1st October 2012
Last night gave us an example of European integration actually working for a change! Whilst Presidents Barosso and Van Rompuy struggle mostly ineffectually at great expense to achieve this they were given a lesson how to do it in the sporting arena. A Spaniard invoking the memory of another famous Spaniard led 4 Englishmen, 2 Northern Irishmen, 1 Belgian, 1 Dane, 1 German, 1 Italian, 1 Spaniard, and 1 Scot to victory in the Ryder Cup. Furthermore they did see from a very unfavourable position. Indeed there was also a spirit of unity and teamwork displayed between Northern and Southern Europeans that must have had Barosso and Van Rompuy grinding their teeth in frustration at thier failure to achieve anything similar. Mind you the leader Jose Maria Olazabal led from a position of achievement,success popularity and respect which is long since impossible for the aforementioned duo to copy.
The European Economy
As we open the month we get the latest updates on the main economies in the Euro area and let us see if Spain can lead us too in this regard.
Unfortunately there is little sign of the ambition and drive of Seve Ballesteros to be found in her manufacturing sector. From this morning’s Markit Purchasing Managers Report:
The Spanish manufacturing sector remained in contraction in September as output and new orders continued to fall sharply……..The seventeenth successive monthly fall was substantial, and broadly in line with that seen in August.
Whilst the reading did improve from August’s 44 to 44.5 there were a couple of grim reminders of the depth of Spain’s economic crisis:
Employment also continued to decrease, and at a sharp pace. Moreover, the rate of job shedding quickened to the fastest in 33 months.
When your undemployment rate if already 25% you do not want to see signals like that and even worse inflationary pressures are around too:
September data pointed to a sharp acceleration in the rate of input cost inflation, which hit a 16-month high. Respondents noted higher raw material costs, with rising food prices often mentioned.
So much for unemployment and inflation being a trade-off. But of course many official measures exclude food prices as apparently eating is not a priority or maybe paying for food is not such a priority for them.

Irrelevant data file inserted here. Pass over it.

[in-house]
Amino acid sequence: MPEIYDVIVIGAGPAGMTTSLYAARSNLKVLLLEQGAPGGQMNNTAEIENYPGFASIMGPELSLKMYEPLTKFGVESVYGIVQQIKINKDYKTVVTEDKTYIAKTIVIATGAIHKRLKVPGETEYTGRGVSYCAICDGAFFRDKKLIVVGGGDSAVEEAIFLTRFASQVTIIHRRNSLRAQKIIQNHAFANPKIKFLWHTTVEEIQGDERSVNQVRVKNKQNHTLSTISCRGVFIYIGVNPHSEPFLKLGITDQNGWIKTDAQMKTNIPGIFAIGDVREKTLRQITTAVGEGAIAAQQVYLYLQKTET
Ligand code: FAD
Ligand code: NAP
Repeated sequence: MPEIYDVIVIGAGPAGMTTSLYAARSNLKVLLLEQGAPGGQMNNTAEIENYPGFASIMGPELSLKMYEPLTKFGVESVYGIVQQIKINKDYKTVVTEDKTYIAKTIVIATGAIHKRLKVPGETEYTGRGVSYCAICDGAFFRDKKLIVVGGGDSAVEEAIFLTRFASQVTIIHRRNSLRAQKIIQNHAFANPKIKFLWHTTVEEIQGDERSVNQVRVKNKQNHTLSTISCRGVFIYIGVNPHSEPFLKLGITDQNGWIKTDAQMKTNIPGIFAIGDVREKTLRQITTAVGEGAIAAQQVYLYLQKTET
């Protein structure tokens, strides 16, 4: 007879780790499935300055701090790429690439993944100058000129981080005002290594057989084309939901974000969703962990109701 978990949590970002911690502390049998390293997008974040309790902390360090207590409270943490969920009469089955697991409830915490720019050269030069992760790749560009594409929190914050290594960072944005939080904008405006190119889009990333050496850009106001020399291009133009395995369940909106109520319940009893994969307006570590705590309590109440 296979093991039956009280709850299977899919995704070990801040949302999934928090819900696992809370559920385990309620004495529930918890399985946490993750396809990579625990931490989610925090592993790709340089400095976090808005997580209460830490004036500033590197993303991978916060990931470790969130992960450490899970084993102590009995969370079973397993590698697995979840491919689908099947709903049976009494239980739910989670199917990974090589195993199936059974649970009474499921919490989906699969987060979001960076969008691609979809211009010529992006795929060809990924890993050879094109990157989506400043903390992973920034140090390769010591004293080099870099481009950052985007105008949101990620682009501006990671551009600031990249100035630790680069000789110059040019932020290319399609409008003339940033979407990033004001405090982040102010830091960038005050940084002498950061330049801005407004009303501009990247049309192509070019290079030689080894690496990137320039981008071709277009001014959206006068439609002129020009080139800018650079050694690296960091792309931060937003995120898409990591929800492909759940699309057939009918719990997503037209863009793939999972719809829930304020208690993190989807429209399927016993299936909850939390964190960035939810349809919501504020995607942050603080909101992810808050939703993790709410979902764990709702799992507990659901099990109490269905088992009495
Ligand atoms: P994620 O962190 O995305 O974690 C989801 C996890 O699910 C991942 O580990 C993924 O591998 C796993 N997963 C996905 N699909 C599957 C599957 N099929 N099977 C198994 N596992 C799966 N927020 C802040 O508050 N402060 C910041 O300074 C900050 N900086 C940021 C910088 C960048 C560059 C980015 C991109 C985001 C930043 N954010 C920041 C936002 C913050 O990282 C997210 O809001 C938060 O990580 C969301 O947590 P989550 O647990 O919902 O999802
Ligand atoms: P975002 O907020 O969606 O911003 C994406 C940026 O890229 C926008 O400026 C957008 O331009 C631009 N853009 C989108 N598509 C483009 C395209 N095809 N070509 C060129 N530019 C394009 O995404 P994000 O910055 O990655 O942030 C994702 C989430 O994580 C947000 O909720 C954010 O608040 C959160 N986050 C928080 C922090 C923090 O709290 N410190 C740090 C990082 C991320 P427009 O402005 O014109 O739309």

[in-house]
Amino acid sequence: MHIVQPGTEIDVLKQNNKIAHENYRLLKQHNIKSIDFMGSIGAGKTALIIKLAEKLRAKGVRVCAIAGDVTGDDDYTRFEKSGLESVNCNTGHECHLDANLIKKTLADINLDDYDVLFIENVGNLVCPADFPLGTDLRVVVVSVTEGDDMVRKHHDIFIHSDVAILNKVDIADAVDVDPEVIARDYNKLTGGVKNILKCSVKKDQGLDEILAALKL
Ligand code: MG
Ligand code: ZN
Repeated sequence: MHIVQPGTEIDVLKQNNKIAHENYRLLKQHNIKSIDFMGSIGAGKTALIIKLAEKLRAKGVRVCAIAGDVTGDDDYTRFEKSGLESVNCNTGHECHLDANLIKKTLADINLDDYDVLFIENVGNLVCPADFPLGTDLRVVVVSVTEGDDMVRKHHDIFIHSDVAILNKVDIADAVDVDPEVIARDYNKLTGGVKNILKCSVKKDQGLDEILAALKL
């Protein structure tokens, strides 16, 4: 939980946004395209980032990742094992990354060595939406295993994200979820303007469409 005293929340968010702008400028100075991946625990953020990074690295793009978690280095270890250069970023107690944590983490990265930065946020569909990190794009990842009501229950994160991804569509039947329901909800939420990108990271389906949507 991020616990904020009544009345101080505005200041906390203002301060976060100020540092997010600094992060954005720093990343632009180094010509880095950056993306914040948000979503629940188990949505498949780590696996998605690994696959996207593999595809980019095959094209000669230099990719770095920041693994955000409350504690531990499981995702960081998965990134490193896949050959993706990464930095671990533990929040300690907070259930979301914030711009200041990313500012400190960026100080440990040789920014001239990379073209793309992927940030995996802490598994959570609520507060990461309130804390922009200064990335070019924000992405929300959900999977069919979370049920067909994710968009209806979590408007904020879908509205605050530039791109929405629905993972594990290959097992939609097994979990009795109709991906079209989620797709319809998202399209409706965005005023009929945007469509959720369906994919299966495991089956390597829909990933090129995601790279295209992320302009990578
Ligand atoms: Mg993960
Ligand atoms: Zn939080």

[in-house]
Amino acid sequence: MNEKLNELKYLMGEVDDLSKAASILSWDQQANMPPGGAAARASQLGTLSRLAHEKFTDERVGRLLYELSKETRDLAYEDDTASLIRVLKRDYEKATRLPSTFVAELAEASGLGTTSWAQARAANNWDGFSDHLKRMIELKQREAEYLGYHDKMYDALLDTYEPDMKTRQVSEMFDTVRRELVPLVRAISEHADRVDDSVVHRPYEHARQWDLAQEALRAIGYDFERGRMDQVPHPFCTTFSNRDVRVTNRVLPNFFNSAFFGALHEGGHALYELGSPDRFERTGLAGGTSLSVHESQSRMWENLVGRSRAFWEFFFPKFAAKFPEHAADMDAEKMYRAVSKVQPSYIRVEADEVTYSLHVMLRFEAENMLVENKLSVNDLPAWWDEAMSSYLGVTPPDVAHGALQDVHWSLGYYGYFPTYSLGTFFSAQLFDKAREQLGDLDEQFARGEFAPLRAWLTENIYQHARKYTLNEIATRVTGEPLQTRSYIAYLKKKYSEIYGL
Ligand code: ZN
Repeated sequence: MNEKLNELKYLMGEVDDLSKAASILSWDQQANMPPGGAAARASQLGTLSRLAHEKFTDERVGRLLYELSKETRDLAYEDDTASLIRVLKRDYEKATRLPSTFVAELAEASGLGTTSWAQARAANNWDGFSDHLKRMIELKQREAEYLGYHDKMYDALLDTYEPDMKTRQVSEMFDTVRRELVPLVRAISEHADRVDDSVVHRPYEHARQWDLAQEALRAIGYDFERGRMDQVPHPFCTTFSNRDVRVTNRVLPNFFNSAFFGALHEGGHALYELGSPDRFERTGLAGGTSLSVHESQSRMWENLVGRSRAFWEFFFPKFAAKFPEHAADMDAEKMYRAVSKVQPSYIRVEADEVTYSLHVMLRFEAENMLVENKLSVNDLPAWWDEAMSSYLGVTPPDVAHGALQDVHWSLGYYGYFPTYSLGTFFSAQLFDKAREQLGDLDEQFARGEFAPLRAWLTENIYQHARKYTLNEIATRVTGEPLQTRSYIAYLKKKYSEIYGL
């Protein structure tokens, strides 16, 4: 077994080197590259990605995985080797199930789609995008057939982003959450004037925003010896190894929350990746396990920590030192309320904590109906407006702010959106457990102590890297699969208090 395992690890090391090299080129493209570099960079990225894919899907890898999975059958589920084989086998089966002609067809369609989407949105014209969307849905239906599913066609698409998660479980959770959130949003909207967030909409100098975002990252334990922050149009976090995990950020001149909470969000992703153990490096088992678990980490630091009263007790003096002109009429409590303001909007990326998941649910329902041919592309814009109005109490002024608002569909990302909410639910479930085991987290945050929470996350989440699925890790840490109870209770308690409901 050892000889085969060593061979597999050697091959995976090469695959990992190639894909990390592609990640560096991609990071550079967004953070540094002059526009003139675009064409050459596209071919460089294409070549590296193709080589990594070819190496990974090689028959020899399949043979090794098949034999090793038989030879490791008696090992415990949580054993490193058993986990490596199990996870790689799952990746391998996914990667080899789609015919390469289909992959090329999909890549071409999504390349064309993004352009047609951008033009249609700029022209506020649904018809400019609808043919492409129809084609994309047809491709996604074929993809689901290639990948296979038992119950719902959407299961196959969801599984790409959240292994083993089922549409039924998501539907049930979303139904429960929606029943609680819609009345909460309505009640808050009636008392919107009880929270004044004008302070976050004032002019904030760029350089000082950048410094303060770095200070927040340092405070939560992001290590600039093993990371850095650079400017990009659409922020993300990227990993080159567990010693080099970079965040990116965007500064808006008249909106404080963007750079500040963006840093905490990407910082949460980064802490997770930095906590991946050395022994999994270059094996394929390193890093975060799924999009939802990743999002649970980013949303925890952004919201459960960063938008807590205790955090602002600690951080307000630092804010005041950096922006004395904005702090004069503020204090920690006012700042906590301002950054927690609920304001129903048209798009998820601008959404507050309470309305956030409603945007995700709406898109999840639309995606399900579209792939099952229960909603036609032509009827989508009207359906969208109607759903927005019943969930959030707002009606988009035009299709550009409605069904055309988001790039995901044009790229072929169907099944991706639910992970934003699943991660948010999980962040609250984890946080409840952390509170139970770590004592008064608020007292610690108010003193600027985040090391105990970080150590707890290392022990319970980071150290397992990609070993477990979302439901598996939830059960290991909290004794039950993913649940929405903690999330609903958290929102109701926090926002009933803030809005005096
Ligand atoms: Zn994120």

Here we saw a similar picture of a relative improvement but not one strong enough to stop the decline of Italy’s manufacturing sector:
The seasonally adjusted Markit/ADACI Purchasing Managers’ Index manufacturing performance – climbed to a six month high of 45.7 in September, from August’s mark of 43.6. That signalled a further (albeit slower) deterioration in the performance of Italy’s manufacturing sector.
And here too the employment situation continues to look weak:
Employment fell for the fifteenth time in the past 16 months in September
After her two southern neighbour’s report one may be expecting an improvement too from France but we do not get it:
The headline Purchasing Managers’ Index recorded 42.7, down from 46.0 in August. That was the lowest reading since April 2009 and indicative of a substantial deterioration in operating conditions.
As you can see France has bucked the trend and recorded a number which reminds us of the initial contraction as the credit crunch first hit. Regular readers may recall that I felt earlier in the year that we should wait for numbers after her election period to see if the slow down hitting her was confirmed and it now appears that it has been. Indeed there are signs of building problems in La Republique as last week’s number (47.9) showed that her retail sector continues to contract too.
We seem likely to return to the debate before long whether France should be treated as a Northern European country or a Southern European one.
Even in Germany’s manufacturing sector there has been a slow down in recent months but it reduced in scale this month:
At 47.4, up from 44.7 in August, the final seasonally adjusted Markit/BME Germany Purchasing Managers’ Index pointed to the least marked deterioration in overall operating conditions since March.
So there is some relief as Germany definitely represents the core nations of the Euro and she is recovering a little.
We now come to what has been for quite a while the equivalent of an economic video nasty and it is my sad duty to report that this continues to be the case.
At 42.2, virtually unchanged from August’s mark of 42.1, the Purchasing Managers’ Index pointed to a further marked deterioration in the health of Greece’s manufacturing sector in September. The headline index has now posted below neutrality continuously for over three years.
It has indeed been three grim years for Greece and even the one part of her economy which had looked optimistic has now turned south too:
a sharp and accelerated fall in new export orders the most pronounced since the depths of the global financial crisis in early 2009.
Greek manufacturers have found themselves trying to reduce prices to combat what feels like ever falling demand and like many others are now finding that input cost pressures are restricting their ability to do this.
This is of course a long way from the original troika report which forecast economic growth of 1.1% for Greece in 2012 and an unemployment rate of 15.2% compared to a reality of circa -6% and 24.4%.
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